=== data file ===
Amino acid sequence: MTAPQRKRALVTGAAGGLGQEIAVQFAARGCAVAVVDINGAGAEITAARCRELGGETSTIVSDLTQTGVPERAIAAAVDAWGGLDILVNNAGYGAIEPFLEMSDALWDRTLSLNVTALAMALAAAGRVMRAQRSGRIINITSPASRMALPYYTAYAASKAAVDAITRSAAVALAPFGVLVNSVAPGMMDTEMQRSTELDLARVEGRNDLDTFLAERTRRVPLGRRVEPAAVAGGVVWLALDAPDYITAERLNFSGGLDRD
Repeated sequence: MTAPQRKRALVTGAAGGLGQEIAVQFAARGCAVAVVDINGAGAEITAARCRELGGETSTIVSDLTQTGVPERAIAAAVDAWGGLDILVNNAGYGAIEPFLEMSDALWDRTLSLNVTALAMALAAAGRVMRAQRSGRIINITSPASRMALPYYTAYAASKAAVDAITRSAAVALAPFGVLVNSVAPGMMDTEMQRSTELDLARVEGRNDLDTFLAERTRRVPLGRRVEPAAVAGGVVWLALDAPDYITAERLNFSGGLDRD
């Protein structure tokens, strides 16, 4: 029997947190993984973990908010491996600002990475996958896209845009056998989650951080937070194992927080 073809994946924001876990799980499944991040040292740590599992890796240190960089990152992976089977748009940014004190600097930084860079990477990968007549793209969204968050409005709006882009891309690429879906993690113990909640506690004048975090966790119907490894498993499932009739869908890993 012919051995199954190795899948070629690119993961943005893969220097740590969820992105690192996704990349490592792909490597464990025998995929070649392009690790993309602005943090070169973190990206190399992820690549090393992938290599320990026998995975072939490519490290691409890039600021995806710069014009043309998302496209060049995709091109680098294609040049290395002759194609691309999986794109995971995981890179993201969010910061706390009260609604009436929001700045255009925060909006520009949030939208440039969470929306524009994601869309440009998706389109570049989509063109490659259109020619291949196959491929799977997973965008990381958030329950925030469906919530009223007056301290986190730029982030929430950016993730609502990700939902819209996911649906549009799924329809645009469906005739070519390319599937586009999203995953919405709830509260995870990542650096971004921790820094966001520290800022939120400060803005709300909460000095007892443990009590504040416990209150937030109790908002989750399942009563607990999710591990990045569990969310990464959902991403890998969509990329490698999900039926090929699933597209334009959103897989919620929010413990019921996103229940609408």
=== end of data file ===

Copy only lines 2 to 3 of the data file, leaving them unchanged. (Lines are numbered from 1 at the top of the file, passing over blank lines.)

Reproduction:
Repeated sequence: MTAPQRKRALVTGAAGGLGQEIAVQFAARGCAVAVVDINGAGAEITAARCRELGGETSTIVSDLTQTGVPERAIAAAVDAWGGLDILVNNAGYGAIEPFLEMSDALWDRTLSLNVTALAMALAAAGRVMRAQRSGRIINITSPASRMALPYYTAYAASKAAVDAITRSAAVALAPFGVLVNSVAPGMMDTEMQRSTELDLARVEGRNDLDTFLAERTRRVPLGRRVEPAAVAGGVVWLALDAPDYITAERLNFSGGLDRD
């Protein structure tokens, strides 16, 4: 029997947190993984973990908010491996600002990475996958896209845009056998989650951080937070194992927080 073809994946924001876990799980499944991040040292740590599992890796240190960089990152992976089977748009940014004190600097930084860079990477990968007549793209969204968050409005709006882009891309690429879906993690113990909640506690004048975090966790119907490894498993499932009739869908890993 012919051995199954190795899948070629690119993961943005893969220097740590969820992105690192996704990349490592792909490597464990025998995929070649392009690790993309602005943090070169973190990206190399992820690549090393992938290599320990026998995975072939490519490290691409890039600021995806710069014009043309998302496209060049995709091109680098294609040049290395002759194609691309999986794109995971995981890179993201969010910061706390009260609604009436929001700045255009925060909006520009949030939208440039969470929306524009994601869309440009998706389109570049989509063109490659259109020619291949196959491929799977997973965008990381958030329950925030469906919530009223007056301290986190730029982030929430950016993730609502990700939902819209996911649906549009799924329809645009469906005739070519390319599937586009999203995953919405709830509260995870990542650096971004921790820094966001520290800022939120400060803005709300909460000095007892443990009590504040416990209150937030109790908002989750399942009563607990999710591990990045569990969310990464959902991403890998969509990329490698999900039926090929699933597209334009959103897989919620929010413990019921996103229940609408």